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THE DIFFERENCE BETWEEN CBD OIL AND CANNABIS OIL

CBD Oil

CBD oil, THC oil, cannabis oil, hemp oil … what is the difference? If you’re just as confused as most and don’t know what to buy – don’t worry – you’ll find the differences between all these oils and others here!

The difference between CBD oil and cannabis oil

In a nutshell: No – CBD oil and cannabis oil are not the same. Although both oils are obtained from the same type of plant (Cannabis sativa), they are extremely different products that are also subject to completely different laws. In addition, the two oils are generally consumed for different purposes. Here are the most important elements in a nutshell:

CBD oil

CBD oil is mainly made from industrial hemp. Hemp is the same type as recreational cannabis, but it has one very important difference: It only produces the psychotropic component THC in negligible amounts. On the other hand, Hemp contains CBD and other cannabinoids such as CBDA, CBC, CBGA, CBN, and CBCA. CBD oil often contains all (or most) of these cannabinoids, with the exception of THC. Some CBD oils also use hemp seed oil or olive oil as carrier oils to improve bioavailability (i.e. onset and efficacy of the formulation) and flavour.

In much of Europe, hemp cannot contain more than 0.2% THC to be considered legal. In the United States, the threshold is 0.3% THC, which is slightly higher. Since these already tiny amounts in the raw material are further reduced during CBD oils production, these products contain virtually no THC, which is why CBD oils made from hemp can’t get you high. This is why CBD oil is legally available throughout the EU and in many other countries.

Full spectrum CBD oil and CBD isolate

If you want to buy CBD oil, you will most likely come across the terms “full spectrum oil” and “CBD isolate”. What does this mean in each case?

  • Full spectrum CBD oil

Full spectrum CBD oil contains CBD and other cannabinoids such as CBN, CBDV, CBG, CBC, and CBDA. It also contains flavonoids and terpenes, the substances that give cannabis its taste and colour. Why is this important? Well, it is thought that these “little” cannabinoids and other substances act synergistically to promote a phenomenon known as the “entourage effect”: Generally speaking, the powerful chemical constituents of the hemp plant can work together to produce an effect that is greater than the sum of its parts. As a result, full spectrum oils are now particularly popular among users who want to benefit from the entourage effect.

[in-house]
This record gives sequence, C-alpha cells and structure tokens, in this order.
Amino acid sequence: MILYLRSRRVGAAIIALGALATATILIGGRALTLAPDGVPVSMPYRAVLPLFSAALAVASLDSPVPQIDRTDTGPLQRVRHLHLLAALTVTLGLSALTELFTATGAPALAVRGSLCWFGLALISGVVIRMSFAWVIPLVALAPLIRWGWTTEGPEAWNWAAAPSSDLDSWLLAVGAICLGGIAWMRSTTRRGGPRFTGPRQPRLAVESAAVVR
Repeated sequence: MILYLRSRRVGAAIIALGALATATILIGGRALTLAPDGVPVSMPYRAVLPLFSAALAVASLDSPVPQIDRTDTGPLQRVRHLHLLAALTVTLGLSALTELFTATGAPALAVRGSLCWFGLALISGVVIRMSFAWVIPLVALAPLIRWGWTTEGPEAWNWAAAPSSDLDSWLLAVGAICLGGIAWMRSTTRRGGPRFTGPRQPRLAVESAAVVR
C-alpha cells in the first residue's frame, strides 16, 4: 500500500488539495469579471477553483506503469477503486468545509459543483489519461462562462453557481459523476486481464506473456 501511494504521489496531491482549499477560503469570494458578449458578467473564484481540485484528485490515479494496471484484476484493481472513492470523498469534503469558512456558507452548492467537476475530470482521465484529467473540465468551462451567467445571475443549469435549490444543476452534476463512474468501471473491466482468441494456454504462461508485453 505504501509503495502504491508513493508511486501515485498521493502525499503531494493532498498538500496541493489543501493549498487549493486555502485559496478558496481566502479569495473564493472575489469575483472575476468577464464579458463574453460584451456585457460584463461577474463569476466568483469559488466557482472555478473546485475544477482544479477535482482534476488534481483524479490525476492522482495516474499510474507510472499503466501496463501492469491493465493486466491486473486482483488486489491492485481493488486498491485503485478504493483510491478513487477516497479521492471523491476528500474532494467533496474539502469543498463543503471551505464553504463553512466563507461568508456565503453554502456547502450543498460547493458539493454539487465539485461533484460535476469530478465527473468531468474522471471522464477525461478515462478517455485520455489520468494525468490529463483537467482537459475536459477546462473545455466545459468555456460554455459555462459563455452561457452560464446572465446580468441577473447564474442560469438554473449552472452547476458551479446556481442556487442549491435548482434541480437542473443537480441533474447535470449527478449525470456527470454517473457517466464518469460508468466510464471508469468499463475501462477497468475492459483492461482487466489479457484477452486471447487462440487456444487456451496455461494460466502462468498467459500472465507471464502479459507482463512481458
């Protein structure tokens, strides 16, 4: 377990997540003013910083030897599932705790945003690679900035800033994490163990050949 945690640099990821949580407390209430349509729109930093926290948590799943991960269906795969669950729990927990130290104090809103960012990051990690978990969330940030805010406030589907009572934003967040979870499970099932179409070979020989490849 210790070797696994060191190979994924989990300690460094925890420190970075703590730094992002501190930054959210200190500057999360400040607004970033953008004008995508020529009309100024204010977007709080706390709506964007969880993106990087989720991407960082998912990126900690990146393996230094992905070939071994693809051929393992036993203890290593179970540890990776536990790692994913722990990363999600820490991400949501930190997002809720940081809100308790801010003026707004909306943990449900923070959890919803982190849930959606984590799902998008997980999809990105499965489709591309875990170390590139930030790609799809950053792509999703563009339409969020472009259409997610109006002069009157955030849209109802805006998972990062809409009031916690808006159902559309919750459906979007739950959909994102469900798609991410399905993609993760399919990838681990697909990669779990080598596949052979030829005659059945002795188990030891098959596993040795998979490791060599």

• CBD isolate

CBD isolate, on the other hand, as the name suggests, contains no other cannabinoids, flavonoids or terpenes, as it is an almost pure form (99.9%) of CBD.

Which variant is better today – full spectrum or isolate? There is no clear answer to this question. CBD isolates have the advantage of being the purest form of CBD. The risk of psychotropic effects can be completely excluded and a drug test will not be positive. Also, CBD isolates are tasteless and odourless, which makes them more suitable for adding to recipes. However, today’s consumers tend to like full spectrum CBD oils, as we now know more about the potential of these so-called “whole plant” formulas.

Cannabis oil (“marijuana oil”, “THC oil”)

First of all, the terms “cannabis oil”, “marijuana oil” and “THC oil” mean more or less the same thing. They all refer to an oil that is infused with a high THC content cannabis extract. Not only does cannabis oil contain more (usually much more) THC than CBD oil, but it is also usually derived from recreational or medicinal cannabis rather than industrial hemp.

Of course, this does not mean that some manufacturers do not label their CBD oil as “cannabis oil” in order to attract more customers. But for our purposes, when we talk about cannabis oil, we mean “real” cannabis oil, which contains significant amounts of THC.

Given the differences in cannabinoid profile, some users prefer cannabis oil because its effects are different from those of CBD oil. Some use it recreationally (to get high) while others prefer the therapeutic properties of cannabis oil.

The potential benefits of cannabis oil are:

  • Healthier consumption (no inhalation required)
  • Discretion (no noticeable smell or huge clouds of smoke)
  • Precise dosage
  • Stronger effect (up to four times stronger than smoking)
  • Longer lasting effect
  • THC – not just for addicts

We keep hearing about the benefits of CBD, but there is growing evidencethat cannabis can develop its positive effects more fully when the two main cannabinoids (CBD and THC) work together. Research also suggests that an extra dose of THC may be more effective than CBD alone in treating certain types of pain. In other words, there are good reasons for patients to choose cannabis oil with THC.

Because of its legal status, you won’t find cannabis oil on eBay or in your local head shop. However, there are exceptions in which cannabis oil can be used legally for medical purposes: For example, if you live as a patient in Germany or another country where medical cannabis is legal, a doctor can prescribe you cannabis oil or you can use your health card to do so; get it at a pharmacy.

In theory, this sounds great. In practice, doctors are unlikely to write cannabis prescriptions just because someone comes along and asks nicely. Cannabis is usually only prescribed when other treatments have proved ineffective.

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